Few would deny that banning overt Nazi symbols is necessary for preventing the rehabilitation of a dangerous and discredited ideology. But there are more than a few gray areas. Should the ban extend — as it has for decades in Germany — to the use of certain letter combinations (SS, SA, NS, et cetera) on German license plates? And apart from the matter of outright bans, should Germans continue to engage in the kind of self-censorship that has been practiced in cities like Hamburg, which decided in 1973 to call its convention center a “Congress Centrum” (instead of the more logical German word, Kongresszentrum), because the latter abbreviation would have been “KZ” (a notorious shorthand term for “concentration camp”).
In the most charitable view, such moves may be seen as progressive gestures reflecting Germany’s commitment to a democratic, anti-Nazi worldview. But they have the corollary effect of impeding a sense of normalcy in German life.
Comments to this effect were voiced by many online critics of Tchibo’s decision to stop selling its sneakers. Among the many objections, some web users angrily noted that stigmatizing the number 18 would easily lead to countless reductio ad absurdum dilemmas. Should the number be removed from athletic jerseys? Should it be removed from street addresses? Calendars? Math books? Should other burdened numbers, such as 33 and 39, also be banned due to their own associations with the Nazis’ rise to power and the outbreak of World War II?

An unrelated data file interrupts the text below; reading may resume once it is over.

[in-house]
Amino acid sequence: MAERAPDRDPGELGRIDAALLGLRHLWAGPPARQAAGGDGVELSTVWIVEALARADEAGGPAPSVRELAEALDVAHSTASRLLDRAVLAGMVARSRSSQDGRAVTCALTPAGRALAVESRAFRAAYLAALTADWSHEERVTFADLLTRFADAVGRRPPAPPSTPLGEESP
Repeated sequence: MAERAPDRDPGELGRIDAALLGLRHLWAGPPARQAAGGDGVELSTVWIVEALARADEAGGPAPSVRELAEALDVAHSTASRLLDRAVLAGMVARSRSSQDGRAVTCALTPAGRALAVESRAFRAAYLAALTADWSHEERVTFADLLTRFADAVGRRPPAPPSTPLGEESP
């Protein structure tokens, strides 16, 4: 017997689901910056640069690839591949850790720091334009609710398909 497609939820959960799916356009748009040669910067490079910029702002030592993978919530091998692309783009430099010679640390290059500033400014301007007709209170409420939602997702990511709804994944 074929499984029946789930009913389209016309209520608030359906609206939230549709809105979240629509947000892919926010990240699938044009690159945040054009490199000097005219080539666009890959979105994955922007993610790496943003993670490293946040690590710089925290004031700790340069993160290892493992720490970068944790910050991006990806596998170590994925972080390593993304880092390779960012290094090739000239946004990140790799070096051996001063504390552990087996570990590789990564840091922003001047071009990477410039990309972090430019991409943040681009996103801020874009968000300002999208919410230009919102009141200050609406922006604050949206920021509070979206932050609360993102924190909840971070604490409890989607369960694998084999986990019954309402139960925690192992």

All of these objections reflect a growing sense of impatience with what many German critics have described as the paranoid absurdities of political correctness vis-à-vis the country’s Nazi past. They further illustrate a frustration with the country’s inability to finally emerge from under the shadow of Nazism and attain a relative sense of normality.
To a degree, one can sympathize with such comments and the yearnings that underlie them. Yet there is a price to be paid for normality, which reminds us of the benefits of stigmas.